Infection: Sympatico Syndrome is now live! I’m super excited about this one and hope readers enjoy it. It’s the first book in a planned trilogy.
Here’s an excerpt:
Cole turned onto his street and slammed on the brakes.
Yellow barricades like police used when trying to hold back mobs of demonstrators blocked off the street. Three men with guns manned the roadblock. Cole tensed as one of the men approached his vehicle.
Sean was right behind him with the truck and Jenna and the kids following Sean. He hoped his brother wouldn’t jump out and start waving his handgun around. He was grateful for Sean’s forethought to bring the weapon, but it was three against one, and now Jenna and the kids were around.
Cole rolled his window down a crack, squinting at the man who was backlit by the sun and wearing a baseball cap pulled low. “What’s going on? I live on this street and need to get home.”
“Do you have proof of residence?”
Cole glared. “Since when do I need proof that I live in my house? My key is proof, now get those barricades out of the street and let me through.” He had his license, of course, but that wasn’t the point. He jabbed his thumb over his shoulder. “The two vehicles behind me are family. Let them in, too.”
“Cole, is that you?”
He blinked up at the face. “Who wants to know?”
The man pulled off his cap. “It’s me. Jerry Keeling.”
“Doctor Keeling? The dentist?” He’d taken Hunter to the guy a few times after their regular dentist had retired. He’d also spoken to him at the annual block party, but he’d never had the impression the man would become militant in a situation like this.
“Yeah. We’ve had outsiders trying to seek shelter in the neighborhood. They think because we’re upscale here, that we’re safe.”
Cole bit back a retort. Their neighborhood, while nice enough, was hardly upscale. “Look, Jerry, I just need to get home. It’s only going to be for a few hours, then we’re leaving.” Crap. He probably shouldn’t have said that.
Jerry scratched his cheek, his gaze wandering to the other two men as if seeking permission. “Okay, I guess I can let you pass, but the truck and the other car will have to stay out. Only residents allowed.” He smiled as if he was doing Cole a favor.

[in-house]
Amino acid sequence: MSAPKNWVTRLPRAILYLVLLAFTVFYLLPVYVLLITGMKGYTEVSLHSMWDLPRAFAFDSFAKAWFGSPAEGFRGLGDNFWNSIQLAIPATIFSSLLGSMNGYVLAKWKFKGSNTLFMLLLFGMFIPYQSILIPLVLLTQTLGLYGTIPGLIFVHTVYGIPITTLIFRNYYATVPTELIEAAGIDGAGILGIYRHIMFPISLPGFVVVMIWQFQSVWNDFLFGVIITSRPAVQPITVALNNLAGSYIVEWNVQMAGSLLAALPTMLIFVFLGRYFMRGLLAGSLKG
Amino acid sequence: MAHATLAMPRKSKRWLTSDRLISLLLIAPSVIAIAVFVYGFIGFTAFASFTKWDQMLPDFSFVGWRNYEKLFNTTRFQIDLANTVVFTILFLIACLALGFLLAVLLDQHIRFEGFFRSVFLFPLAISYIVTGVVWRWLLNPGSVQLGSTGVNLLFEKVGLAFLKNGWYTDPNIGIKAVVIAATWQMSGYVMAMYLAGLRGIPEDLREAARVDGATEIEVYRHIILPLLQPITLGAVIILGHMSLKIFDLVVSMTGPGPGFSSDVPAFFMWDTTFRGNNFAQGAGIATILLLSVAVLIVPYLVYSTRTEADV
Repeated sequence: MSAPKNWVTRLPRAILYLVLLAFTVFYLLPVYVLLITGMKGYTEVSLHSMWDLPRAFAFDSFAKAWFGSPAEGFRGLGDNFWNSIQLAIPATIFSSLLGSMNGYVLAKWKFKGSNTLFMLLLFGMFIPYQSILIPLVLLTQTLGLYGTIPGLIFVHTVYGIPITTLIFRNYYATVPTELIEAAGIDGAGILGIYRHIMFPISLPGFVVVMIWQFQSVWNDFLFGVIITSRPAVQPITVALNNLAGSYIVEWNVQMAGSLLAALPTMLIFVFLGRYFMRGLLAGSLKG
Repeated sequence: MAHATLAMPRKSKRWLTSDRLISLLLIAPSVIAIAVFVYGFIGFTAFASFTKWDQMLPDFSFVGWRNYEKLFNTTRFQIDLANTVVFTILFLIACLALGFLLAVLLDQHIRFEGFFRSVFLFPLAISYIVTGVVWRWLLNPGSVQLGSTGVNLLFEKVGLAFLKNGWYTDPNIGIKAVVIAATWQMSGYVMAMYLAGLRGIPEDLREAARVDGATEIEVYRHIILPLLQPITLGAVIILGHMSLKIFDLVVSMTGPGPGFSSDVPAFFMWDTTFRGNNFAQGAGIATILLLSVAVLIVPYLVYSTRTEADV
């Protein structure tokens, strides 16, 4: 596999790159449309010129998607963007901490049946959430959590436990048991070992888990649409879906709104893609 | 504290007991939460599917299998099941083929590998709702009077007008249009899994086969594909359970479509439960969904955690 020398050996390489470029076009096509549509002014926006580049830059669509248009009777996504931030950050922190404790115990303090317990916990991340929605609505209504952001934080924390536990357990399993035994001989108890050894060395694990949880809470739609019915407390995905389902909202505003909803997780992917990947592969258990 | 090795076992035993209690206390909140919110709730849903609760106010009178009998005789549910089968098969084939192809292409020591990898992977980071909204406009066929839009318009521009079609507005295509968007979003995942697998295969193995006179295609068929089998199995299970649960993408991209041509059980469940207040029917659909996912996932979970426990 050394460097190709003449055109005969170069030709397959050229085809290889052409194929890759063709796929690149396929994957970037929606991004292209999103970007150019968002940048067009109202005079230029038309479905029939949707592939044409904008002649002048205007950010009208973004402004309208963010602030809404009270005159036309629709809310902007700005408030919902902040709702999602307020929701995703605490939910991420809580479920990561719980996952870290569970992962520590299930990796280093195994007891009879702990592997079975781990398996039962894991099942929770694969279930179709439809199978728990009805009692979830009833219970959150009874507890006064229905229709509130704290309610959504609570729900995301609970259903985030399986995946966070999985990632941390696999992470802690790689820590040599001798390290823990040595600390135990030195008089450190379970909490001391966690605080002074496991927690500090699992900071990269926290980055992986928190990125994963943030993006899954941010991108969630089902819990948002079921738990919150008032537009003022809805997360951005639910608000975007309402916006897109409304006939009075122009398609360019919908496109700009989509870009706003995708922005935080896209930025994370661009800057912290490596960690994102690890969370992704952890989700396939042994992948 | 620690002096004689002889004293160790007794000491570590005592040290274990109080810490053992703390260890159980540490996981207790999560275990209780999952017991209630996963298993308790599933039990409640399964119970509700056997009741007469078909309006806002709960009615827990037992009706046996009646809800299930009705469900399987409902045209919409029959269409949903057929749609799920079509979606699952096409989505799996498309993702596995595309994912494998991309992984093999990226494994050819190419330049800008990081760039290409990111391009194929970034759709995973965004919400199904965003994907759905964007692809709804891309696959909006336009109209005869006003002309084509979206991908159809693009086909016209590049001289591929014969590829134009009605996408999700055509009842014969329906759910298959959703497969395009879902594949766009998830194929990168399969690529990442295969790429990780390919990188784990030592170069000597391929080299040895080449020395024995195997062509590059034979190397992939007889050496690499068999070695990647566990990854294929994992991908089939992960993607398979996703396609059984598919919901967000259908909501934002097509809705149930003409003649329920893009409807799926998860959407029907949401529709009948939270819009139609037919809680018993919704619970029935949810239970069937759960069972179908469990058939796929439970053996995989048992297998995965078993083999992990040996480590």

Cole fixed Jerry with a hard stare. “Listen, Jerry, that’s my brother in the truck and his family in the red Ford. Now, unless you’re going to shoot me, they’re coming, too.”
Jerry glanced back, his grip shifting on the hunting rifle. He cast a nervous look at the other two men still on the other side of the barricade. “I don’t know. We’re only supposed to let residents through—”
Cole had had enough of this. He put the car in park and opened his door. He looked at the other two men, their rifles pulled closer to their bodies as if they were ready to aim them. He spread his arms, palms out. “Listen, I live here. Right over there, in fact.” He pointed to his house. “We’re coming through here, getting my belongings and then leaving. We’re not stealing anyone’s stuff, and we want to keep all contact to a minimum. I don’t even want to be this close to any of you. I’d recommend that you keep back from anyone trying to approach the barricade and get yourselves some good masks.”
“Who the hell are you to tell us what to do?” One of the men circled the barricade. He was taller and heavier than the short, slim dentist, and he shouldered Jerry out of the way. “We say who comes and who goes.”
Cole narrowed his eyes and straightened his shoulders. “As it happens, I know a thing or two about diseases since I’m an epidemiologist. I worked with the CDC for many years and even went to Africa to help manage the Ebola outbreak. Do you have better credentials?”